Disgraced runs at Center Theatre Group’s Mark Taper Forum through July 17th. Tickets range from $25-$85 and can be purchased at www.centertheatregroup.org.
OnStage Los Angeles Critic
LOS ANGELES, CA - What happens after freedom? This question, and many others, are smartly explored in Father Comes Home From the Wars Parts 1, 2, & 3, a play by Suzan Lori-Parks currently running at Los Angeles’s Mark Taper Forum. Largely inspired and staged like a Greek tragedy, the three, linearly connected extended scenes explore the effect of war and slavery on African Americans during the Civil War era, and sadly suggest that technical freedom may not be the end of the battle, a sentiment that is still all too relevant in the modern era.
Father Comes Home From the Wars debuted at The Public Theater in 2014 and was a finalist for the Pulitzer Prize for Drama. While the scope and implications of the story are wide, it is presented primarily through simple conversations, directed here by Jo Bonney. Part 1, entitled “The Measure of a Man,” introduces us to Hero (Sterling K. Brown, recently fantastic as Chris Darden in American Crime Story: The People vs OJ Simpson), a slave and husband staring down the prospect of following his master to the war. The ensemble of other slaves on the plantation form a Greek chorus of sorts, partially narrating the play, which draws intentional, non-subtle parallels between Hero’s story and Homer’s epic poem “The Odyssey.” We meet Hero’s devoted wife, Penny (Sameerah Luqmaan-Harris), who promises to wait for him, and learn of a morally questionable choice in Hero’s past that begins the process of painting him as the incredibly multi-dimensional character he turns out to be.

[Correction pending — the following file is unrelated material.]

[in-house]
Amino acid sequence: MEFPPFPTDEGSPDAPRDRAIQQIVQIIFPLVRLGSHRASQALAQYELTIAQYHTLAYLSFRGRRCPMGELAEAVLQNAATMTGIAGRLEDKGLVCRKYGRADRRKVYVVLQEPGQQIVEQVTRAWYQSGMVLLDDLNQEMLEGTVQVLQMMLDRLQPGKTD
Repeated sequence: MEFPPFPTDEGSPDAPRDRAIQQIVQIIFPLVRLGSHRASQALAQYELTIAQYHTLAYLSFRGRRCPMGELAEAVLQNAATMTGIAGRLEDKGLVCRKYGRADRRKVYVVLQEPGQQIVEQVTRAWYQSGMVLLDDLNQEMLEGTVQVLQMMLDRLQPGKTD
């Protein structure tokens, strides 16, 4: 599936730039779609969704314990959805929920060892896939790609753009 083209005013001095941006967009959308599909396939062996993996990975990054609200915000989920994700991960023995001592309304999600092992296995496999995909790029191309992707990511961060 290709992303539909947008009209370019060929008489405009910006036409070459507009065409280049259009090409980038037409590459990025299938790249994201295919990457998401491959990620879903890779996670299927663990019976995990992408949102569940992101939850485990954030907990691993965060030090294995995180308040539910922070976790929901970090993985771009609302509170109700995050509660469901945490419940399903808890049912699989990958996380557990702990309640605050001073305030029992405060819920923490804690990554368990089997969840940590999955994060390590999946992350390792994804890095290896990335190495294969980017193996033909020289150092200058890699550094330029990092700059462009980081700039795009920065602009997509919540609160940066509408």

Part 2, entitled “A Battle in the Wilderness,” follows Hero and his master, the Colonel (Michael McKean, Better Call Saul) to the war, where the Colonel has captured a Yankee, Smith (Josh Wingate) who ends up having a profound effect on Hero. Finally, in part 3, “The Union of My Confederate Parts,” Hero returns home a changed man, and the reunion the audience anticipates is not at all what unfolds.